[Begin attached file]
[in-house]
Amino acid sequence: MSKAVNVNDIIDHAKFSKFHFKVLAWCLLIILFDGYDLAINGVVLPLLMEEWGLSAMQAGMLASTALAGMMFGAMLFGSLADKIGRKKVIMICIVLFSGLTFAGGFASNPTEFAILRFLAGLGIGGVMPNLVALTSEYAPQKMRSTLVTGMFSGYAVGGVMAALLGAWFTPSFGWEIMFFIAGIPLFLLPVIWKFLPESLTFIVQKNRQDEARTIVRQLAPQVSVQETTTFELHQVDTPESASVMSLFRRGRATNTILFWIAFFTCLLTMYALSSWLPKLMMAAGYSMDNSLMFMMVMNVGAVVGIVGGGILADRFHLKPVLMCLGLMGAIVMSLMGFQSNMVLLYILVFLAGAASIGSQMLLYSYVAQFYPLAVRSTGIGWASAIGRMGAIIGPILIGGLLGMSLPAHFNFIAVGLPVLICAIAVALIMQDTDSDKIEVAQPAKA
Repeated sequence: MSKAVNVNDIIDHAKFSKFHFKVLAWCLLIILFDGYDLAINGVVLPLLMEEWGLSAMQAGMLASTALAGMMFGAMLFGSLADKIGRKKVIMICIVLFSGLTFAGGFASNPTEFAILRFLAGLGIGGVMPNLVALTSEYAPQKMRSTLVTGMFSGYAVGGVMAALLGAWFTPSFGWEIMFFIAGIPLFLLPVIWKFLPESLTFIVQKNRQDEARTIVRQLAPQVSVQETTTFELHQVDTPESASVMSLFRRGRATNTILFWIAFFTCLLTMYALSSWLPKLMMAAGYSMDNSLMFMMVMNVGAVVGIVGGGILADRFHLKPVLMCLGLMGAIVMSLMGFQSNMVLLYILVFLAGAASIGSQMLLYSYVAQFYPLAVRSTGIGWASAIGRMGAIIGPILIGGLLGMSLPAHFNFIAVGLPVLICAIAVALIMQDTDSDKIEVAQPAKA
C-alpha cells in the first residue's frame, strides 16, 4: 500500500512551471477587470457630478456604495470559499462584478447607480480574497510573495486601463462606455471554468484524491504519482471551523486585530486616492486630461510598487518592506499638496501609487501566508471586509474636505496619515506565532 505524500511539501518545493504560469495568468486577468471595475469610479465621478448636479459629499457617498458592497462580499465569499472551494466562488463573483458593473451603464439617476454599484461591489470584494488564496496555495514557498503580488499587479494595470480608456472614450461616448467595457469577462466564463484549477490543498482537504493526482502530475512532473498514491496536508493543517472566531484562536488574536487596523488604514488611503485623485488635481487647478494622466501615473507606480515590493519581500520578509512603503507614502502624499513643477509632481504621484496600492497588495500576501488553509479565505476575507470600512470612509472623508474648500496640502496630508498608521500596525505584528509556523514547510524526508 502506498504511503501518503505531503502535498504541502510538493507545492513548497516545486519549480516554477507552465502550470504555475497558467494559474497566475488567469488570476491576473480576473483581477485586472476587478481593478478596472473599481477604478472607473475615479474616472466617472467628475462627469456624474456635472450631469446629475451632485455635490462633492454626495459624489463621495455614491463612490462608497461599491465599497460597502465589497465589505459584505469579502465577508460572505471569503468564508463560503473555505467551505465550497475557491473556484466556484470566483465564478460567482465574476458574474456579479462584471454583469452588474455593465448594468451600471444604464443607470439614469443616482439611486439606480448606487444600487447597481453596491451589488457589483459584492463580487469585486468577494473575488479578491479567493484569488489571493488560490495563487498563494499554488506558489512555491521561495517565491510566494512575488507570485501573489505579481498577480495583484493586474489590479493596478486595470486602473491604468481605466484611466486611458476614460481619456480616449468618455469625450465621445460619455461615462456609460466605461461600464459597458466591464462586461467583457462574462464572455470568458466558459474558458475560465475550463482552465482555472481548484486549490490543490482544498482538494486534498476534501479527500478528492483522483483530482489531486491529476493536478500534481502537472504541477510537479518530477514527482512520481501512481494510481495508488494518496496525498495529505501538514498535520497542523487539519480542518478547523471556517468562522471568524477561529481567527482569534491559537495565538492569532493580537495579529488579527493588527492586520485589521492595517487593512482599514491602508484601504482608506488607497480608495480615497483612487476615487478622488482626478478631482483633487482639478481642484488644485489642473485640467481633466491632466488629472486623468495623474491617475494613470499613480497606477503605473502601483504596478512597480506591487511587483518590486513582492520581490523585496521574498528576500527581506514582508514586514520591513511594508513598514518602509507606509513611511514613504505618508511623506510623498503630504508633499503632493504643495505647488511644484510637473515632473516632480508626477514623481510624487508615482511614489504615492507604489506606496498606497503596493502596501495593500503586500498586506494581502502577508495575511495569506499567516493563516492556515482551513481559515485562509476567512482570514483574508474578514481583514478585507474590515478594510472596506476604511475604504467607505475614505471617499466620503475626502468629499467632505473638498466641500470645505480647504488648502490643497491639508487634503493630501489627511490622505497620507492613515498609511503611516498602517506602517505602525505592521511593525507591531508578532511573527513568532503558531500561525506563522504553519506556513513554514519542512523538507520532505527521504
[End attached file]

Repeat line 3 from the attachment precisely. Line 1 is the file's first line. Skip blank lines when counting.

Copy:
Repeated sequence: MSKAVNVNDIIDHAKFSKFHFKVLAWCLLIILFDGYDLAINGVVLPLLMEEWGLSAMQAGMLASTALAGMMFGAMLFGSLADKIGRKKVIMICIVLFSGLTFAGGFASNPTEFAILRFLAGLGIGGVMPNLVALTSEYAPQKMRSTLVTGMFSGYAVGGVMAALLGAWFTPSFGWEIMFFIAGIPLFLLPVIWKFLPESLTFIVQKNRQDEARTIVRQLAPQVSVQETTTFELHQVDTPESASVMSLFRRGRATNTILFWIAFFTCLLTMYALSSWLPKLMMAAGYSMDNSLMFMMVMNVGAVVGIVGGGILADRFHLKPVLMCLGLMGAIVMSLMGFQSNMVLLYILVFLAGAASIGSQMLLYSYVAQFYPLAVRSTGIGWASAIGRMGAIIGPILIGGLLGMSLPAHFNFIAVGLPVLICAIAVALIMQDTDSDKIEVAQPAKA